Fyfe Golf: Made in Scotland – celebrating a rich golfing heritage

Fyfe Golf create golf accessories by collaborating with artisans, mills and heritage factories across Scotland
Fyfe Golf create golf accessories by collaborating with artisans, mills and heritage factories across Scotland

Fyfe Golf unashamedly celebrate Scotland’s rich and storied manufacturing heritage.

Their beautiful, handmade products and accessories already grace golf bags and golfers far and wide and each of them come proudly having been ‘Made in Scotland.’ All fabrics are sourced from the finest Scottish mills and weavers and their mission is to reconnect golf with Scottish manufacturing and blend tradition and modernity through their creations.

Fyfe Golf go further, however. Every decision they make considers the impact it might make on the planet. To you and I that might be replacing a divot, repairing a pitch mark, raking a bunker, to Fyfe it comes to sourcing sustainable materials and using responsible methods. 

We spoke to Neil Rennie, co-founder of Fyfe, to find out more. 

Q: Talk us through the journey from the seed of the idea for Fyfe to making it a reality, Neil.
A: The idea for Fyfe was a culmination of a passion for golf, Scottish manufacturing and the concern around the climate change challenge and the lack of sustainable options in the market. There is a family heritage of making and creating in Scotland. My grandad and grandmother both worked in the Grandholm Mill in Aberdeen, which was famous for producing the Crombie Cloth. The mill closed in the early 90’s. I was always intrigued by how the fabrics were made and the craft behind it.

The mills of Hawick in Scotland
The mills of Hawick in Scotland

My other grandfather was a blacksmith and spent part of his career building ships in the Aberdeen shipyards, there was always an amazement for me on how things were built and the purpose they served. The threat of climate change created the desire to do something to help directly with sustainable projects and raise further awareness around the subject. The last ingredient was picking up the clubs again about 5 or 6 years ago. I played golf a little bit in my teens, but it was only in my early 30’s that I picked up the clubs again and it seemed so many of my friends had also got into the game. Suddenly there was a whole bunch of us teeing it up. The bug well and truly took hold.

Going around the pro shops and golf retailers, I couldn’t find that more elevated product, with heritage and provenance. Everything was mass-produced and heavily branded. More so, there was almost no sustainable consideration in the product available. I felt there was a real disconnect between the essence of golf and the associated clothing and accessories. Surely, golf with all its history in Scotland, there should be a Made in Scotland golf brand, something with real authenticity and purpose? All those things came together and along with a small group consisting of friends and family, we decided to create Fyfe.

Fyfe Golf produce beautiful handmade headcovers among a number of products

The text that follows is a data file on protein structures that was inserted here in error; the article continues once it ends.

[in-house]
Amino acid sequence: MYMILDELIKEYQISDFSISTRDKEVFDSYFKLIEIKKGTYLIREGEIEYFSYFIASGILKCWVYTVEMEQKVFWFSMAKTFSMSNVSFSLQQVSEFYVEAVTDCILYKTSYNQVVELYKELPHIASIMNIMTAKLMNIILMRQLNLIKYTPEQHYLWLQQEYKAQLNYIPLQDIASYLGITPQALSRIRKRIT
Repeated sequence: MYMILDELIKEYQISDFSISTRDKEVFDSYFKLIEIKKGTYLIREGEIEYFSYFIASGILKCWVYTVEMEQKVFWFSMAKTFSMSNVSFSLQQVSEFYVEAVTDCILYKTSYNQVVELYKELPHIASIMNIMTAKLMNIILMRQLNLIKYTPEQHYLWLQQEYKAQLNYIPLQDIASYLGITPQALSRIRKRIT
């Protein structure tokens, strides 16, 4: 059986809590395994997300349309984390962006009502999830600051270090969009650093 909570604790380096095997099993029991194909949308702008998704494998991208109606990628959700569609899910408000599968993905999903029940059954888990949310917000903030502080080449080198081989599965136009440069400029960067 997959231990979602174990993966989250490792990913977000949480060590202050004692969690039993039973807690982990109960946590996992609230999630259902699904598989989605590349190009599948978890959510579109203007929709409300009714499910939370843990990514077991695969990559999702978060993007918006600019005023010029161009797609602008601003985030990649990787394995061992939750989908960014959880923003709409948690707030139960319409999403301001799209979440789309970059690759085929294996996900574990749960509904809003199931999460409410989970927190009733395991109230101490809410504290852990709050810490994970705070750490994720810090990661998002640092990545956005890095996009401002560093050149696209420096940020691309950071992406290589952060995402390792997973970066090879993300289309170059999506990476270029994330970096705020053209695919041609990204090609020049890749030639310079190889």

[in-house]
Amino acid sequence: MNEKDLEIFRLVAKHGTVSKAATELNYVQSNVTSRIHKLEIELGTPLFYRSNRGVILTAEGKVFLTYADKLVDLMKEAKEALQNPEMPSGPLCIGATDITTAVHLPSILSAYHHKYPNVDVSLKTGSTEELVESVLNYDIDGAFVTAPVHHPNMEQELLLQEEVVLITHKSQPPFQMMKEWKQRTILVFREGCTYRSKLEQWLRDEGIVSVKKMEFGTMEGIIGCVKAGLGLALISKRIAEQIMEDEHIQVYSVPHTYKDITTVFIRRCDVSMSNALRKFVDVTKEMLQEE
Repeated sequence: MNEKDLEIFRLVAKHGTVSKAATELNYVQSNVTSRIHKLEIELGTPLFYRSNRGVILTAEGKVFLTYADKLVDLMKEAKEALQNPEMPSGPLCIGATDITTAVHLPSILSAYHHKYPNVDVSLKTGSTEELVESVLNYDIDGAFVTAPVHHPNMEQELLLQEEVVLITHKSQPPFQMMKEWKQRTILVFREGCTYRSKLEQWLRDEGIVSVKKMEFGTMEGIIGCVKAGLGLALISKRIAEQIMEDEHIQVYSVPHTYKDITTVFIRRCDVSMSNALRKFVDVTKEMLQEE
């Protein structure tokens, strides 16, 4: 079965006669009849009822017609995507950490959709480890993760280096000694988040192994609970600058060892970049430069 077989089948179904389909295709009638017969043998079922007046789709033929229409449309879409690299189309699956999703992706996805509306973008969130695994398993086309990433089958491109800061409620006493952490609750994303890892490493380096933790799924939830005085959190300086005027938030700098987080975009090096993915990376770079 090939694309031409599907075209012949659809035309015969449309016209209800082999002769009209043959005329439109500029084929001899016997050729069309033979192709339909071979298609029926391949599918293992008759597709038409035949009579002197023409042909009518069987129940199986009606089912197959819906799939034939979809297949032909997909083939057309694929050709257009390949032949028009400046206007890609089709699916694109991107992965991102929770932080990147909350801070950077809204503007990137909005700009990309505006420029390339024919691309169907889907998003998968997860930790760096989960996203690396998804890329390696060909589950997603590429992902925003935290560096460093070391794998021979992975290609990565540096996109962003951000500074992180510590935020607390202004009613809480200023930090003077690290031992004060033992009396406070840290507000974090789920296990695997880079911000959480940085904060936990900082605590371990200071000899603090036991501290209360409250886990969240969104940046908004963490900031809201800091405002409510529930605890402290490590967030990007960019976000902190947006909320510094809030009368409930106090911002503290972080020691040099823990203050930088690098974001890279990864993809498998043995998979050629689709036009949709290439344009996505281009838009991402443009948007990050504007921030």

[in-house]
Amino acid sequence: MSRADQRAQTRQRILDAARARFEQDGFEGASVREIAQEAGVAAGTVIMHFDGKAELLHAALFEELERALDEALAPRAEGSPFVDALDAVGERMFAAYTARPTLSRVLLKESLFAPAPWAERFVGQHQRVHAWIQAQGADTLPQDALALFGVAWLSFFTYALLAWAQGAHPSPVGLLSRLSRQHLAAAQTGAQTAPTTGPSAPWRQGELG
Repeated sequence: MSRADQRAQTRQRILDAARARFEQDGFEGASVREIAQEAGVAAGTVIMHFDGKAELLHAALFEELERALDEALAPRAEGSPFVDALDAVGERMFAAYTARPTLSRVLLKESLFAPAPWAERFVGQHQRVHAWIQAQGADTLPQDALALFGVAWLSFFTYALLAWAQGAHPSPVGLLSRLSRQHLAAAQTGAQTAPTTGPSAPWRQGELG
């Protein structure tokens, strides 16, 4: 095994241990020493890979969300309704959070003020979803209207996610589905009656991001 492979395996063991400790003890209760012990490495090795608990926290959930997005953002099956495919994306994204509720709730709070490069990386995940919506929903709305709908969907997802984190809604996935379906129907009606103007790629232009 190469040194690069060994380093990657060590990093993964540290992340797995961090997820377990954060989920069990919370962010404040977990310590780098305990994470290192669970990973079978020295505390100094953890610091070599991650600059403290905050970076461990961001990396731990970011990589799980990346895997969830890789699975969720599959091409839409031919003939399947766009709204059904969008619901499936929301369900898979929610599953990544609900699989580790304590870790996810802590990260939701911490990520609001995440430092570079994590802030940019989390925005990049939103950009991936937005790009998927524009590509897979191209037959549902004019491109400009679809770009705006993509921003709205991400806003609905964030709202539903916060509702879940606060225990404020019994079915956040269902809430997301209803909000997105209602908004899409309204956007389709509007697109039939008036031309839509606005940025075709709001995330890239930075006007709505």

Fyfe Golf produce beautiful handmade headcovers among a number of products

The brand is really a passion project for us all. My background is in fashion, so I already had the network and knowledge of the Scottish manufacturing base and along with Fyfe’s other co-creators, we set up a joint venture workshop where we make the headcovers (and more products are being developed as we speak). In addition to that we have selected the best heritage factories and mills across Scotland to produce our other product such as the socks and hats. It took over a year to set things and source of the sustainable materials that we use and initial designs. Our key brand promise is that we will only make products that we genuinely believe are better and have less impact than what already exists in the market. When trying to create the most sustainable products possible, sometimes availability can be a challenge so we were not able to launch with all the products we planned and you must be patient, we will continue to do so as we continue to expand our range. 

Q: Tell us about the products you sell – why do you focus on those in particular?
A: Our focus is on accessories initially launching with headcovers, merino beanie hats and socks. We are finalising development of a new range of shoe bags and valuable pouches which will be ready very soon.

In essence, providing golfers a way to renew their existing kit and make it that little bit more of an individual set up. For example, our headcovers are a way to refresh your golf bag and clubs without buying a brand-new set. We certainly believe in buying better and buying less.

There are more creations in the pipeline which we are aiming to launch within the next couple of months. To some degree, making in Scotland dictates the type of products and materials you can use so this means we keep the product range small and focused. As well as making in Scotland, we focus on using Scottish textiles such as Harris Tweed and canvas from Halley Stevensons which is a heritage waxed canvas mill in Dundee.